27 May 2009

Ruby's memcache-client 1.7.2 does NOT support compression; patch it in with 7 lines of code

The Ruby memcache-client 1.7.2 code seems like the most popular memcached client. Alas, memcache-client 1.7.2 does not recognize :compress => true, all the demos out there notwithstanding.
Let's fix this by monkeypatching Zlib compression into Marshal.

require 'zlib'

module Marshal
@@load_uc = method :load
@@dump_uc = method :dump
def self.load(v) @@load_uc[Zlib::Inflate.inflate(v)] end
def self.dump(v) Zlib::Deflate.deflate(@@dump_uc[v]) end

And there we go!  Four lines of patching Marshal.load for a better memory footprint.

To dissect each phrase of that sentence:
  1. "Four lines": I wanted just to try how well zlib would work on my Marshalled ActiveRecord objects and html fragments, and it did so handily, almost 3:1.  Indeed, the only reason I poked around at the source code is because one of my largest but still highly-compressible HTML fragments was 1.2MB, over the size limit.  I've since gone back to storing large HTML fragments on disk (uncompressed), having found many more values to store in Memcached.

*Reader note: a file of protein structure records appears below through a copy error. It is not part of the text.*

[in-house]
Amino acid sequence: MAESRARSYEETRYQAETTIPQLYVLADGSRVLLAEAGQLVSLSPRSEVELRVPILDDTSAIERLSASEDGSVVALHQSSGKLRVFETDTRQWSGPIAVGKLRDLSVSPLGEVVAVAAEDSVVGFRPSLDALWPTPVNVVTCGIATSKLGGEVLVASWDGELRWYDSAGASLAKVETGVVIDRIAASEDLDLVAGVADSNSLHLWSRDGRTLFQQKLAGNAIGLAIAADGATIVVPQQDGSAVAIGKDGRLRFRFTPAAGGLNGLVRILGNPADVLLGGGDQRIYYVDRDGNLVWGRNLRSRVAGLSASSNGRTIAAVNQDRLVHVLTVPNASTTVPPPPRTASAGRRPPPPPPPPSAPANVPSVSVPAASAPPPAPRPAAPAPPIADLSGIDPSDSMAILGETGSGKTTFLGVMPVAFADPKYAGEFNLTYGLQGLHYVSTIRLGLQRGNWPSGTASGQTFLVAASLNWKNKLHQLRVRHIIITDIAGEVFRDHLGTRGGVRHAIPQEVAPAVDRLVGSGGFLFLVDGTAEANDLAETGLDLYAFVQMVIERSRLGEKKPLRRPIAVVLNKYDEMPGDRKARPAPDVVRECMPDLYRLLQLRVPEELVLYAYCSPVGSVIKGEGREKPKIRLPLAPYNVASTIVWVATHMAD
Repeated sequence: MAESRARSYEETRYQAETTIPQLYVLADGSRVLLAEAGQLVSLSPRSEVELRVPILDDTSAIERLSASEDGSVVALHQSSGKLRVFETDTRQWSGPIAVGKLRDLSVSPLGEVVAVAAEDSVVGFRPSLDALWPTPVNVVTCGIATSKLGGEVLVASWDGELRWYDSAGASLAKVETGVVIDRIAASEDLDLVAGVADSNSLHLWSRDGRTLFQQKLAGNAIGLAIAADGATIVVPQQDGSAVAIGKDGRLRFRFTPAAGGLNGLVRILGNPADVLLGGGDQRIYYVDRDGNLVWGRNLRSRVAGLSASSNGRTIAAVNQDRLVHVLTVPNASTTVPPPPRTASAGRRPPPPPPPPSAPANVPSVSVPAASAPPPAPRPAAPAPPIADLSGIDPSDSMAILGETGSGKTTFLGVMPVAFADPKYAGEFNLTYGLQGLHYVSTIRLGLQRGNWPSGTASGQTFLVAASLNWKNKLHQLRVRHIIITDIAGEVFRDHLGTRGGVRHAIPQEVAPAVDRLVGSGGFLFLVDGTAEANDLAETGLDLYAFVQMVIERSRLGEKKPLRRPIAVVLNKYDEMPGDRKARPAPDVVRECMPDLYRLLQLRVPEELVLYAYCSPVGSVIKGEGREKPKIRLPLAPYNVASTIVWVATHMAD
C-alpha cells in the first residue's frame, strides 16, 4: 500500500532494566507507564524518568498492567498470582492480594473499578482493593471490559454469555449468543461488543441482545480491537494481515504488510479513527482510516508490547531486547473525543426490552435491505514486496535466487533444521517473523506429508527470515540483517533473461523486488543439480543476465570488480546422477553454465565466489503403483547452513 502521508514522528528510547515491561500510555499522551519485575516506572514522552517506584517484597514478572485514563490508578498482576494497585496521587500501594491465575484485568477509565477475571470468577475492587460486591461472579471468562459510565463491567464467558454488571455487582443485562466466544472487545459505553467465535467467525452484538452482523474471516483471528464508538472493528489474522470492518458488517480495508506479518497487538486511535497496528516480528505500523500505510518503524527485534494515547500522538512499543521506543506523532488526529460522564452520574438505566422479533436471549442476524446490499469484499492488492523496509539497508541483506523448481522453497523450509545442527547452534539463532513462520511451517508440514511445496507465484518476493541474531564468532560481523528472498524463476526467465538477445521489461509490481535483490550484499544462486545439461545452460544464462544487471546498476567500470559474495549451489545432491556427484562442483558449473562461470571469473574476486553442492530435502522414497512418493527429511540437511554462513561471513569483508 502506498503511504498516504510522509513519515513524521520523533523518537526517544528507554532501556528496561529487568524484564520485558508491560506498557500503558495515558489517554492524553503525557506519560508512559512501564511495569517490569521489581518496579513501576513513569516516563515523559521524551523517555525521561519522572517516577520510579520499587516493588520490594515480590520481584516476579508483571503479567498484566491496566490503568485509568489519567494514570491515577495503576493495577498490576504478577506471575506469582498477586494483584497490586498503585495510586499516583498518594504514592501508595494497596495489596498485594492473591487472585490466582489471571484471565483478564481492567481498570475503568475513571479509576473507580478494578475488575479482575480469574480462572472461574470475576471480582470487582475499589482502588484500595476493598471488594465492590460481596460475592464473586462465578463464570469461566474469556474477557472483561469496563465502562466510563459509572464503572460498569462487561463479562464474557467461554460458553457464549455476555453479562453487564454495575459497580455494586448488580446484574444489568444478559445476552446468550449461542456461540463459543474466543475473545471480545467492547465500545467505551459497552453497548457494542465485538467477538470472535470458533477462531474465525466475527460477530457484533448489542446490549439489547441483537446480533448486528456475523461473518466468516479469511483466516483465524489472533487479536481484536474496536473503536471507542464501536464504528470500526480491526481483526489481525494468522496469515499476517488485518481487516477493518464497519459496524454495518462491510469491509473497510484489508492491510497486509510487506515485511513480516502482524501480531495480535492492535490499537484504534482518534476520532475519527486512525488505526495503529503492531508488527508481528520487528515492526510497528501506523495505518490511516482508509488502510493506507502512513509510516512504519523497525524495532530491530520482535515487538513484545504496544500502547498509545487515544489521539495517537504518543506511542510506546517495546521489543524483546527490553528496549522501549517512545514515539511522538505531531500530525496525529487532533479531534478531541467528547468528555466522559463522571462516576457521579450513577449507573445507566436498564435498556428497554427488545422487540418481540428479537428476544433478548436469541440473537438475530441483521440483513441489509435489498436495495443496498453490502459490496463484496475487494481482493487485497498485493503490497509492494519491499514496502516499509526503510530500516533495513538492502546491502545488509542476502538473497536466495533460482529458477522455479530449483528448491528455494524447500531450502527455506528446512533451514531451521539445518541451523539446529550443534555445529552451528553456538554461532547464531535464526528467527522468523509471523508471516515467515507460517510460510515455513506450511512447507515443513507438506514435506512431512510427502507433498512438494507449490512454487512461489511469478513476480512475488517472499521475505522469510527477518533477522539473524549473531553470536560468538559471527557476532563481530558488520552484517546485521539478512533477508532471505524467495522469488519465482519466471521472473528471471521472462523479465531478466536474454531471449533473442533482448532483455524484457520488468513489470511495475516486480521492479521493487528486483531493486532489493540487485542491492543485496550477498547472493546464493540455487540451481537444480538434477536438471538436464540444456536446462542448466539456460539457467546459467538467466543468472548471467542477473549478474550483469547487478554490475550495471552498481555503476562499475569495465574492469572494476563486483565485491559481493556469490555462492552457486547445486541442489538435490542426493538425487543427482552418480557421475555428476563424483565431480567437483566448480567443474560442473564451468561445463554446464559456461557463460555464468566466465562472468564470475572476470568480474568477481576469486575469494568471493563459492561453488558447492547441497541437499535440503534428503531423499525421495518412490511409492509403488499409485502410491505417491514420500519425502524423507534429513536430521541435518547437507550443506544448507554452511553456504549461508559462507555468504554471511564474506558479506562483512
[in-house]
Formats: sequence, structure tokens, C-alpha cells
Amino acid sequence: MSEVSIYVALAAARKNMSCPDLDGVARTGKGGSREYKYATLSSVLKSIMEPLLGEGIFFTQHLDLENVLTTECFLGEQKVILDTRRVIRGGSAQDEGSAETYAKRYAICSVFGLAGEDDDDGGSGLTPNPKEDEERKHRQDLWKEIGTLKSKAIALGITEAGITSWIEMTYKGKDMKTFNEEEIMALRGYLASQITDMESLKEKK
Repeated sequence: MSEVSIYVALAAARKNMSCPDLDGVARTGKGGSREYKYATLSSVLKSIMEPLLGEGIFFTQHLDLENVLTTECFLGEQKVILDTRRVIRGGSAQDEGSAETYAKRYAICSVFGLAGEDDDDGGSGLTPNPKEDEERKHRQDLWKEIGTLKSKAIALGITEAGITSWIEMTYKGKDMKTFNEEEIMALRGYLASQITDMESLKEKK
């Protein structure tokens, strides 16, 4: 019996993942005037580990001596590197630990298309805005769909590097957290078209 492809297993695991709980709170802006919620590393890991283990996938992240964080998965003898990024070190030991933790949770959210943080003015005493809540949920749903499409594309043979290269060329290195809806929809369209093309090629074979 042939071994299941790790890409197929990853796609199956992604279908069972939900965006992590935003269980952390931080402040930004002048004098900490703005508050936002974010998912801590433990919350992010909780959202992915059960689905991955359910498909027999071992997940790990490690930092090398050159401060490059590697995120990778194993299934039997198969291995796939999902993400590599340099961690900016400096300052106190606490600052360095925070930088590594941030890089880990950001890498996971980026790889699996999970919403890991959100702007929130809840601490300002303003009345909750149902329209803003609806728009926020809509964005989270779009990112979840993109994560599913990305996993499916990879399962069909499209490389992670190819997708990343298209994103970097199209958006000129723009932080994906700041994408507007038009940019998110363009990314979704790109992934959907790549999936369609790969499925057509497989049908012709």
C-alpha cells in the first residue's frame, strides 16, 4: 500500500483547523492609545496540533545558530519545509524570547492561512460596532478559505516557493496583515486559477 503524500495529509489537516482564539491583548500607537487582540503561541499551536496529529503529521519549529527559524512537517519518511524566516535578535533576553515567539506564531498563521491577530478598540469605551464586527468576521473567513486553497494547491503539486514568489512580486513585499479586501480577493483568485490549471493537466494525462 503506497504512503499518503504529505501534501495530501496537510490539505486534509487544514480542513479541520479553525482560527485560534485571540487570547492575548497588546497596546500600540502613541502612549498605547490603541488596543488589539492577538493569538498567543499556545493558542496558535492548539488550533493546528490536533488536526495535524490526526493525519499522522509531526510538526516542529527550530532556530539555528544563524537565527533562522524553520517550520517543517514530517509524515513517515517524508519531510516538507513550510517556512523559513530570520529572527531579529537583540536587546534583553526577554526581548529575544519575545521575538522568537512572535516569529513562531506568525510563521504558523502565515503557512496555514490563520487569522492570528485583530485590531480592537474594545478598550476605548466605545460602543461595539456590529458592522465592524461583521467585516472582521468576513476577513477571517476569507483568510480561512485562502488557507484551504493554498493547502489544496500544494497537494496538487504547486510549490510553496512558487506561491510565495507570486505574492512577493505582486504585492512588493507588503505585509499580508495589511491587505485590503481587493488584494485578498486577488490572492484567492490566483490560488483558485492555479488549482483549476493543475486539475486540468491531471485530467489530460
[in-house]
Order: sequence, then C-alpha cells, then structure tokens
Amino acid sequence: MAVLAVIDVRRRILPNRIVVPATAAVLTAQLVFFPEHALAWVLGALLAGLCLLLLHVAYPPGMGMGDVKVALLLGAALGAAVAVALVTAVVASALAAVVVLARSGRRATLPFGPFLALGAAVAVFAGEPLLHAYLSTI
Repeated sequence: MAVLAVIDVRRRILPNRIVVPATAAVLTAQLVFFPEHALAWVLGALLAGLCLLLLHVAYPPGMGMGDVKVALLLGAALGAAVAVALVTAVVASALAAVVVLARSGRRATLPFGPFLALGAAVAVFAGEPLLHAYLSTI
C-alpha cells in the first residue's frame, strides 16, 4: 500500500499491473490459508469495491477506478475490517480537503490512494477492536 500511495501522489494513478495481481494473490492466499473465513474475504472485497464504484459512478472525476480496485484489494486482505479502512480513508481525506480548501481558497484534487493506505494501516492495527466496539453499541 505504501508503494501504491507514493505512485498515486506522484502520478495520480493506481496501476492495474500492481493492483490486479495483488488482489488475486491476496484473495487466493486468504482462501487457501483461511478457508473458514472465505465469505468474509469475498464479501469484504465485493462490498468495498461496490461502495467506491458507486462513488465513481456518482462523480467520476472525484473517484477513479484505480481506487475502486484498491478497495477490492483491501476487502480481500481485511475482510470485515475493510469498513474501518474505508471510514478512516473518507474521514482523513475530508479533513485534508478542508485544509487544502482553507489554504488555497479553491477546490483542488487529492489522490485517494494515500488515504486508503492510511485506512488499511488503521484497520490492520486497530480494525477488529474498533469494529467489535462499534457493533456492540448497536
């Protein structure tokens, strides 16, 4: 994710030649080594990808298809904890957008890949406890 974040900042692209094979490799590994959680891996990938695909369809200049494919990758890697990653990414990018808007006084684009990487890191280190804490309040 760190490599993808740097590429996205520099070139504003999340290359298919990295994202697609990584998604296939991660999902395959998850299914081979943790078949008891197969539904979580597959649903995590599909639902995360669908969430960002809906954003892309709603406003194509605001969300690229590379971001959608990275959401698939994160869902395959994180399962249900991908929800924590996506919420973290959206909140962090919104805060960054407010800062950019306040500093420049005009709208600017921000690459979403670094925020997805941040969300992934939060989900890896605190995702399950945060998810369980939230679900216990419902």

2. "patching Marshal.load": monkeypatching Marshal is not as bad as String.  Chances are, you use the Marshal format as a blob, and you keep your Marshal files to yourself (and leave external serialization to friendlier fare like JSON).  So, all in all, it's much easier to change the Marshal format than mucking through the memcache-client code.
  3. "better memory footprint": instead of Zlib, try LZMA, with slightly smaller compressed sizes than BZIP and faster decompression times, good properties for cache compression.  But Zlib is already in the standard library, so it's a good first approximation.
The ersatz alias_method_chaining feels kludgy, as does Ruby's distinction between methods and lambdae.  Ah well.